Many times, when a meteorologist is asked what triggered their interest in weather, it is a singular event that had an impact on their life. For many years, I was unsure of what that event in my life was.  However, I knew that my passion began in the middle school years, shortly after I relocated with my family to the Memphis area. There is no doubt now though, as I now vividly recall the destruction of the city upon driving through it with my parents within a few days of the tornado, that the West Memphis tornado of 1987 was THAT event in my life. I find it hard to believe that it was 25 years ago!  Perhaps that is also why I am so passionate about making sure people are informed and taking precautions when severe weather strikes, which has resulted in the services offered by and our mobile app-based weather alert system - StormWatch+.

Do you have more than a passing interest in weather, even if you're not in the profession?  What event triggered your  interest?  If you've lived in the Mid-South for a quarter century, what do you recall about this event? I'd love to see your comments below!

Erik Proseus
MWN Meteorologist

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Nick S said...

My interest in weather came from my parents. They would always watch The Weather Channel and when it stormed they would be sitting on the front porch no matter how bad it was. I guess after all the years I have turned into them!! I love all aspects of weather, from storms to snow and even hurricanes. I really would have liked to become a met, but never went to school for it. I am in the process of getting a personal weather station for my house.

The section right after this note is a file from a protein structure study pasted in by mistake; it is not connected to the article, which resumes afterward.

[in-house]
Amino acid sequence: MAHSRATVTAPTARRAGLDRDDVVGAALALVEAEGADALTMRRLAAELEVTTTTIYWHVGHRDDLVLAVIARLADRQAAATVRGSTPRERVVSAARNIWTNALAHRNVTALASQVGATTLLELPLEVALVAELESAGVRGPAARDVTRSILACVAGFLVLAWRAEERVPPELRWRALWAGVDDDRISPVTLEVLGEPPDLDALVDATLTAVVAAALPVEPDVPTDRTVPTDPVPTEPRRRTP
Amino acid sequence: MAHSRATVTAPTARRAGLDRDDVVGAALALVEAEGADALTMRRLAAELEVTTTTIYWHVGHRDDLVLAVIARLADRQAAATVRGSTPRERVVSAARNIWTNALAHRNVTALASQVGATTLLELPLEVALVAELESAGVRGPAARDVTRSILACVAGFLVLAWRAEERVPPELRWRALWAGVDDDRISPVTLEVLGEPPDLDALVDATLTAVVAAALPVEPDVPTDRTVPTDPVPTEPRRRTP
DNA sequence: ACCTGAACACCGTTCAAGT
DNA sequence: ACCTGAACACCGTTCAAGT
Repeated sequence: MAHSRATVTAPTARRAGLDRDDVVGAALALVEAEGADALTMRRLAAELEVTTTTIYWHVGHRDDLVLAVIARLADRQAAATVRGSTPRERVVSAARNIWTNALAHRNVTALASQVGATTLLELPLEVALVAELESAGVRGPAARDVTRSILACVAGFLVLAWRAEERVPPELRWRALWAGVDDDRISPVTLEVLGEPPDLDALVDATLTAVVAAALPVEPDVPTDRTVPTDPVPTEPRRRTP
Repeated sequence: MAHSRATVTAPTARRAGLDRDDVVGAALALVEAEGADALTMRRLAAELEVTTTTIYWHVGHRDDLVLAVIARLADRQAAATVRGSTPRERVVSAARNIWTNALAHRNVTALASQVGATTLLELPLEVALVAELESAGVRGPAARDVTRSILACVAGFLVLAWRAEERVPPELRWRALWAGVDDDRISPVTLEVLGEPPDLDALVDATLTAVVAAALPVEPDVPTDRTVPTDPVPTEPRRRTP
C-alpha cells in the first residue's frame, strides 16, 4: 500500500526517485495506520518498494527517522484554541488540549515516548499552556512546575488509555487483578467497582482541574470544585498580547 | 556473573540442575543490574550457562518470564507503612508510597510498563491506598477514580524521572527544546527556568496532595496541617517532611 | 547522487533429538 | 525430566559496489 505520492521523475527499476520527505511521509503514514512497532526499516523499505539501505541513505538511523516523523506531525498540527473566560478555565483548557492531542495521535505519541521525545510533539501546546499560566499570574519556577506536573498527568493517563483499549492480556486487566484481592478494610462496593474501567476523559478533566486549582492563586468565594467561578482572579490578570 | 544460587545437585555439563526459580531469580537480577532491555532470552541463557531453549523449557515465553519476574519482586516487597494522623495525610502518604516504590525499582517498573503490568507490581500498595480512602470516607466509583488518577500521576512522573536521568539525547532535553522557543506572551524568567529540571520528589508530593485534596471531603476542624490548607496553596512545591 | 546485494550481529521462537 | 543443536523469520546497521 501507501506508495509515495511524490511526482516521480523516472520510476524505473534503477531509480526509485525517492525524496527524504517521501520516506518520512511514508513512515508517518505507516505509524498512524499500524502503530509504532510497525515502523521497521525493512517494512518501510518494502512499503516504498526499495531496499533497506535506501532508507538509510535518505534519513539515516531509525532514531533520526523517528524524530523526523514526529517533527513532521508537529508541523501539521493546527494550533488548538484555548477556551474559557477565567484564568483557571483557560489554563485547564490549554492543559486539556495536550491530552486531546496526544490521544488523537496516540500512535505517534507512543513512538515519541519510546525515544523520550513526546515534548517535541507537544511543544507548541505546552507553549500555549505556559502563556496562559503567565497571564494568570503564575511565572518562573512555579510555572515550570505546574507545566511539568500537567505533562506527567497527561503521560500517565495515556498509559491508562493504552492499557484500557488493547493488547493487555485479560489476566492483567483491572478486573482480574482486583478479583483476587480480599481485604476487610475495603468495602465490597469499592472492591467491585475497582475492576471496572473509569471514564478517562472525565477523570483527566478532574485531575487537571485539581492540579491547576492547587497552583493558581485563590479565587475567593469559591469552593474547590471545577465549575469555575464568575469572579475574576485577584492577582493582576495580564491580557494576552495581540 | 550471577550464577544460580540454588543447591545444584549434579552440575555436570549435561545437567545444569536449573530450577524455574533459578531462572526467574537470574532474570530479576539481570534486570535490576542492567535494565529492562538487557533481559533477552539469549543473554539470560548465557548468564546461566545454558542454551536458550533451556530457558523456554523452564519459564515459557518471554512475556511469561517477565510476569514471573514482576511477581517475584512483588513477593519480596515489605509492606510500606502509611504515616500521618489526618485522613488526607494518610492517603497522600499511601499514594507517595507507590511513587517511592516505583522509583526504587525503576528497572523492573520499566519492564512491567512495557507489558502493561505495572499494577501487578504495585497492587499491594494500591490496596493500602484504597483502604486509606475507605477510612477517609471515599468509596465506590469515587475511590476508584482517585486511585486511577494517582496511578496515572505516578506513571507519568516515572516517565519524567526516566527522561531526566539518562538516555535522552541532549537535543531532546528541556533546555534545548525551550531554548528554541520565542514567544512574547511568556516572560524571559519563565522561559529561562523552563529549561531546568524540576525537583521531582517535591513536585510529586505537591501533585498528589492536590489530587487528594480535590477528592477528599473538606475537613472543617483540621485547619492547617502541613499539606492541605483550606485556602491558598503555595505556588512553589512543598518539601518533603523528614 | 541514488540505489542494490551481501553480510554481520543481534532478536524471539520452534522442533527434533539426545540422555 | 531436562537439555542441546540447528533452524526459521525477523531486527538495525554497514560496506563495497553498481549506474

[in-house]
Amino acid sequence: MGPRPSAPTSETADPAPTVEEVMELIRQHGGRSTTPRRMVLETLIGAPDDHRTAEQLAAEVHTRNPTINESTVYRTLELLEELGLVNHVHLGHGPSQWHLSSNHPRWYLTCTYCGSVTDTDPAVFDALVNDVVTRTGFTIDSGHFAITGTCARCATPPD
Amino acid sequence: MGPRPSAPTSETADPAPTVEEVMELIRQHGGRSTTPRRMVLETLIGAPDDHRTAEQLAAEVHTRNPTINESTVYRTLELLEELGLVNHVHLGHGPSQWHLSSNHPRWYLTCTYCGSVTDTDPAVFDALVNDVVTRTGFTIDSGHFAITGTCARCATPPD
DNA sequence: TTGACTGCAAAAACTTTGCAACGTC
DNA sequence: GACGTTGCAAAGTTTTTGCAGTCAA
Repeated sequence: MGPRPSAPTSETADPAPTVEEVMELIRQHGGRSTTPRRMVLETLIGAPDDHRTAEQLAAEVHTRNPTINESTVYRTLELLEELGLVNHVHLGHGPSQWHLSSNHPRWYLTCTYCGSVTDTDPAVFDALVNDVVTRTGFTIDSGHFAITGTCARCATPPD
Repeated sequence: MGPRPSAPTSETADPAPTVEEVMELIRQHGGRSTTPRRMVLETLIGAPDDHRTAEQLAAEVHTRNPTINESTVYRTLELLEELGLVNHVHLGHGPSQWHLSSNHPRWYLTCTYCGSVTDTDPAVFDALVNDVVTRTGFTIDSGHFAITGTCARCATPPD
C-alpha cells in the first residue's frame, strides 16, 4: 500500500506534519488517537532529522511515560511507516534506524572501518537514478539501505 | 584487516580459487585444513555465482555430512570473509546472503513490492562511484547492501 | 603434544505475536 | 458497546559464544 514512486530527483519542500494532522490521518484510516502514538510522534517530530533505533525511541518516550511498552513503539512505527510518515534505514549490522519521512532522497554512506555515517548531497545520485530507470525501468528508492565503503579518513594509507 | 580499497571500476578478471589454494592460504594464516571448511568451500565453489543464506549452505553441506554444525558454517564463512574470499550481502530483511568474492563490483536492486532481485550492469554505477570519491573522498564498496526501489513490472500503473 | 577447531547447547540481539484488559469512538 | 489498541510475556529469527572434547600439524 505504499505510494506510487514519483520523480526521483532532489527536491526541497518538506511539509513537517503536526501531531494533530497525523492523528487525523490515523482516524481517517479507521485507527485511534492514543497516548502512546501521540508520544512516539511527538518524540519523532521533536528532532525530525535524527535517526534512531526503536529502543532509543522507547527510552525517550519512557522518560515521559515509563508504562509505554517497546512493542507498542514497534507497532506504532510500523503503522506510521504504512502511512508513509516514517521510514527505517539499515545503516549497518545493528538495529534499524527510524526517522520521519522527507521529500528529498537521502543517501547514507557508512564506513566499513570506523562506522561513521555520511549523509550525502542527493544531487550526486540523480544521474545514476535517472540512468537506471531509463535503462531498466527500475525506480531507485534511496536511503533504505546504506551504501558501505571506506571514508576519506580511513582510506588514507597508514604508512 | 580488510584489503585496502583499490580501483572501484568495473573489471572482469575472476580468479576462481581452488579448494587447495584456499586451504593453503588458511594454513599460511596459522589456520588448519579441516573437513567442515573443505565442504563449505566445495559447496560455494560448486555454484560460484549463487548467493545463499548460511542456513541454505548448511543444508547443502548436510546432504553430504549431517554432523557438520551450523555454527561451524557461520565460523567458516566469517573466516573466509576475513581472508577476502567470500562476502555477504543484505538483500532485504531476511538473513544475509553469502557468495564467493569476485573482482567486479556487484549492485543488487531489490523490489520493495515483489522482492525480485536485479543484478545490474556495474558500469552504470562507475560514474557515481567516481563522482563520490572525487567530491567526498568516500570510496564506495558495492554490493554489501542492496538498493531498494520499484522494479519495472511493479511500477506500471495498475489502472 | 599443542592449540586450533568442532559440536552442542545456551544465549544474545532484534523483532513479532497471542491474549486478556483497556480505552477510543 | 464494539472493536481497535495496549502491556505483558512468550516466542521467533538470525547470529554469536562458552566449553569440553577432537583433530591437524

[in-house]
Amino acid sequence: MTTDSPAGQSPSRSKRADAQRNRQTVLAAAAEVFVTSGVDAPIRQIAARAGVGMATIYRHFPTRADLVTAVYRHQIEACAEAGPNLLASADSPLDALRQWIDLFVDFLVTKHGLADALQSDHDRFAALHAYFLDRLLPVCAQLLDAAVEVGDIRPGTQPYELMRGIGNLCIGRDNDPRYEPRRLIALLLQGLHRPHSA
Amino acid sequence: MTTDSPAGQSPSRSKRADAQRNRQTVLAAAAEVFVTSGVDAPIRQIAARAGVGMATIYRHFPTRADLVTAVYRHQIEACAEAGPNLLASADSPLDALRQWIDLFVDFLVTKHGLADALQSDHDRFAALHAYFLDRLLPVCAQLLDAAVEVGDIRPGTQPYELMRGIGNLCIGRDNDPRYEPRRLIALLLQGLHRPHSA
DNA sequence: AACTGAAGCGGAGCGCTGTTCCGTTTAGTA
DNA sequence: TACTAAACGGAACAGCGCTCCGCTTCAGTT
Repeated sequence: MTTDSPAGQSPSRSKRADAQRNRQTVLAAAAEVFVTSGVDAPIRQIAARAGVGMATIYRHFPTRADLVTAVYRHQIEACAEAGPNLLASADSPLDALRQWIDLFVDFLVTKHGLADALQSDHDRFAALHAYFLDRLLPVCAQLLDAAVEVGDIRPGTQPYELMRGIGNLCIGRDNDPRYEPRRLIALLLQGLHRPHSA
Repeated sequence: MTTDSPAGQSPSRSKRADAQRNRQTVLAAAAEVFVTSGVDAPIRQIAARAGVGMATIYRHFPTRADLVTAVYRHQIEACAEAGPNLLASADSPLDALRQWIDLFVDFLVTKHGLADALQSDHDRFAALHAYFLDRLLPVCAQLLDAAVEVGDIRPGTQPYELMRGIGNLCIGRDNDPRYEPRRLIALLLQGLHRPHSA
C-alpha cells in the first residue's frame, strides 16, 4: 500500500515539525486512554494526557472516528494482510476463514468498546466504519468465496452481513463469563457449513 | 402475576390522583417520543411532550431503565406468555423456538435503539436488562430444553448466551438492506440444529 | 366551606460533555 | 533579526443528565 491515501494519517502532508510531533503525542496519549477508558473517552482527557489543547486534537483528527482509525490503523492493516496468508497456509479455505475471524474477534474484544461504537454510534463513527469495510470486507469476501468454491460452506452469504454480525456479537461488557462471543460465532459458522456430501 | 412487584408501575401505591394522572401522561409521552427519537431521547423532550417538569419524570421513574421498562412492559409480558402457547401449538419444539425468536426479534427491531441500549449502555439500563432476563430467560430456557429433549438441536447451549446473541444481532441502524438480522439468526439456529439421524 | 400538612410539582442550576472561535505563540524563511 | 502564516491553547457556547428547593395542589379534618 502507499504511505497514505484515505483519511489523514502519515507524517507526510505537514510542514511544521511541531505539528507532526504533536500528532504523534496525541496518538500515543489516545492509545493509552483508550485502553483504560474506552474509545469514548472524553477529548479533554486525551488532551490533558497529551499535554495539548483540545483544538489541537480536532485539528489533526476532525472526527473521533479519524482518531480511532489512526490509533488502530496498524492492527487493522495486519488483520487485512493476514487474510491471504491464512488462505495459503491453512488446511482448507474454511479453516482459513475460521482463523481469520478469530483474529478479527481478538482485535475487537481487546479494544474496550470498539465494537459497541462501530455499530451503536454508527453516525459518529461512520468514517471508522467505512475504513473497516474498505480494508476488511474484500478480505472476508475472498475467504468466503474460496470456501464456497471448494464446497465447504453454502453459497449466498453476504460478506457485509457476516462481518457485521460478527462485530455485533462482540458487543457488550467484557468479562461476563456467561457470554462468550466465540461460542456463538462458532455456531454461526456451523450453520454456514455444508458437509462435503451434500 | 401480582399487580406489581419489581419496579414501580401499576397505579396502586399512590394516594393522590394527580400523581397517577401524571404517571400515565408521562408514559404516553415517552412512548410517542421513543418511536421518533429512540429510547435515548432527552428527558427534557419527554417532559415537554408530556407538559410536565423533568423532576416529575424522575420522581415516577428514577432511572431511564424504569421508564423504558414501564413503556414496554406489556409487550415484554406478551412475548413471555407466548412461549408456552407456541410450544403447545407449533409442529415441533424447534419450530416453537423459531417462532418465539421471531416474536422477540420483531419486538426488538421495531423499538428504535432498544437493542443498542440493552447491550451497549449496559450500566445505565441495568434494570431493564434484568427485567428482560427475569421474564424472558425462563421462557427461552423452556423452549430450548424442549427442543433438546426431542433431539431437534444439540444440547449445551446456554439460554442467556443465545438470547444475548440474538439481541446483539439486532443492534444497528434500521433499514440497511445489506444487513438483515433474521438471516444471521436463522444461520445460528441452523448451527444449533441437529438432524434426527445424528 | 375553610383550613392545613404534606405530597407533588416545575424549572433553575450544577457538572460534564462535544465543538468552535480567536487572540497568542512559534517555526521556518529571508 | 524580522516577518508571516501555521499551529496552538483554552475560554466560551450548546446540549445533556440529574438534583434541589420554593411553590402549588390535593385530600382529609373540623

Robert Hughey said...

,I remember a tornado that came through West Memphis on the night of April 7, 1980. It touched down at Hamilton Schultz field and damaged the bleachers. From there, it followed Broadway Street leaving damage along the way. I was a sophomore at Wonder High School, we had classes in the dark-no lights. My English classroom had one window knocked out, and the desks were covered with dry sand. Mrs. Wilhite asked us to write a paragraph about our experience about the storm. Mine turned into a 15-page report! Another tornado hit West Memphis about the same time in 1985. In was attending mid-week services at First Baptist Church when it passed right over the sanctuary. No damage, but the force of the wind caused rainwater to seep between the pieces of stained glass. It did, however, destroy a Fina station just up the street from the church. After we left church, the sun was back out and the most beautiful rainbow.

WxMayor said...

I really can't recall any single event that caused me to follow the weather so closely. I recall in the 60's seeing the grayscale weather radar on television for the first time and was so fascinated by it. I recall the first time I heard about a severe thunderstorm warning on the radio. Yes, I did say.. the radio. I have always been intrigued with why the weather does what it does. I also recall when I asked for a "weather station" for Christmas when I was about 10 years old. It was a simple weather van, a chart to determine wind speed, a mercury thermometer and a sling psychrometer. Included also, was one large nationwide daily weather map created by the Weather Bureau. I kept that map for a very long time. I really wanted to receive these maps daily so that I could analyze them but never did. Fast forward to 2006, which was a long time... I decided to enroll in Mississippi States Distance Learning program to obtain a Certificate of Broadcast Meteorology. I completed that study in 2009 and am very glad that I did.